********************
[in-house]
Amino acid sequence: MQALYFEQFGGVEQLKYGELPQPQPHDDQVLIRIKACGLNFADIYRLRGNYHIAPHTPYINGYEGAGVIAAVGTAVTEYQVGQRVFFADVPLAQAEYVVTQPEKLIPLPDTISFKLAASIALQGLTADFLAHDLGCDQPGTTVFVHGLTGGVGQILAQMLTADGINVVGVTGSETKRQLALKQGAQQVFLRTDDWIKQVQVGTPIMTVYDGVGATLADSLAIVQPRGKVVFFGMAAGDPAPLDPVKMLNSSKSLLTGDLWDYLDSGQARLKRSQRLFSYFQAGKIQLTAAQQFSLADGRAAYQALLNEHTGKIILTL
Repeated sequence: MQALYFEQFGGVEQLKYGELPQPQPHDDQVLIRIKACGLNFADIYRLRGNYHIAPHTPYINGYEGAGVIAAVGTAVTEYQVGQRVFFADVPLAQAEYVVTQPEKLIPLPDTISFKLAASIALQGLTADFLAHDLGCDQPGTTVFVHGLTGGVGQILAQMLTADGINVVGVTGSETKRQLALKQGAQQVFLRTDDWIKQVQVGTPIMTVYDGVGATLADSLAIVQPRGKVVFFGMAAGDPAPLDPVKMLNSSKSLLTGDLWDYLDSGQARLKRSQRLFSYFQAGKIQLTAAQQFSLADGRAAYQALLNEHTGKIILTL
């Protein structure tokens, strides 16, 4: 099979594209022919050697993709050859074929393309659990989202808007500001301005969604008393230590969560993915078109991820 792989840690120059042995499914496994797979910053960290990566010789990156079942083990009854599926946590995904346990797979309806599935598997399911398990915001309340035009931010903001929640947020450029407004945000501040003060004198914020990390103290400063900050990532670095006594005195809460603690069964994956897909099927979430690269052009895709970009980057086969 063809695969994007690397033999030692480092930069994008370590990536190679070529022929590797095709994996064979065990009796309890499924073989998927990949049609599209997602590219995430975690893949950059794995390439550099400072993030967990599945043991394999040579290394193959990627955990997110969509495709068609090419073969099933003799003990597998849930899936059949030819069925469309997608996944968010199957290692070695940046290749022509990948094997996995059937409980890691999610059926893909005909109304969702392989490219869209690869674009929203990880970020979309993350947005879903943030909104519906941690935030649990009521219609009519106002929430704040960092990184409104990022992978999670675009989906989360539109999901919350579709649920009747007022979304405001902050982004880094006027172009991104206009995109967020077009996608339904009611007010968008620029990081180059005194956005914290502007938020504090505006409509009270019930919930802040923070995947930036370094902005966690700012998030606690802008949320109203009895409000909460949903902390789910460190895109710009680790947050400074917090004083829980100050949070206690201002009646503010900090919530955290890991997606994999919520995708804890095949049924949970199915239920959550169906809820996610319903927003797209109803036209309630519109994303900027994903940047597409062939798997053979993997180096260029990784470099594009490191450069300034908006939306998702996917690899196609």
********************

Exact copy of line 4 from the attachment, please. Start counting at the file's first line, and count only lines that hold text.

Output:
């Protein structure tokens, strides 16, 4: 099979594209022919050697993709050859074929393309659990989202808007500001301005969604008393230590969560993915078109991820 792989840690120059042995499914496994797979910053960290990566010789990156079942083990009854599926946590995904346990797979309806599935598997399911398990915001309340035009931010903001929640947020450029407004945000501040003060004198914020990390103290400063900050990532670095006594005195809460603690069964994956897909099927979430690269052009895709970009980057086969 063809695969994007690397033999030692480092930069994008370590990536190679070529022929590797095709994996064979065990009796309890499924073989998927990949049609599209997602590219995430975690893949950059794995390439550099400072993030967990599945043991394999040579290394193959990627955990997110969509495709068609090419073969099933003799003990597998849930899936059949030819069925469309997608996944968010199957290692070695940046290749022509990948094997996995059937409980890691999610059926893909005909109304969702392989490219869209690869674009929203990880970020979309993350947005879903943030909104519906941690935030649990009521219609009519106002929430704040960092990184409104990022992978999670675009989906989360539109999901919350579709649920009747007022979304405001902050982004880094006027172009991104206009995109967020077009996608339904009611007010968008620029990081180059005194956005914290502007938020504090505006409509009270019930919930802040923070995947930036370094902005966690700012998030606690802008949320109203009895409000909460949903902390789910460190895109710009680790947050400074917090004083829980100050949070206690201002009646503010900090919530955290890991997606994999919520995708804890095949049924949970199915239920959550169906809820996610319903927003797209109803036209309630519109994303900027994903940047597409062939798997053979993997180096260029990784470099594009490191450069300034908006939306998702996917690899196609």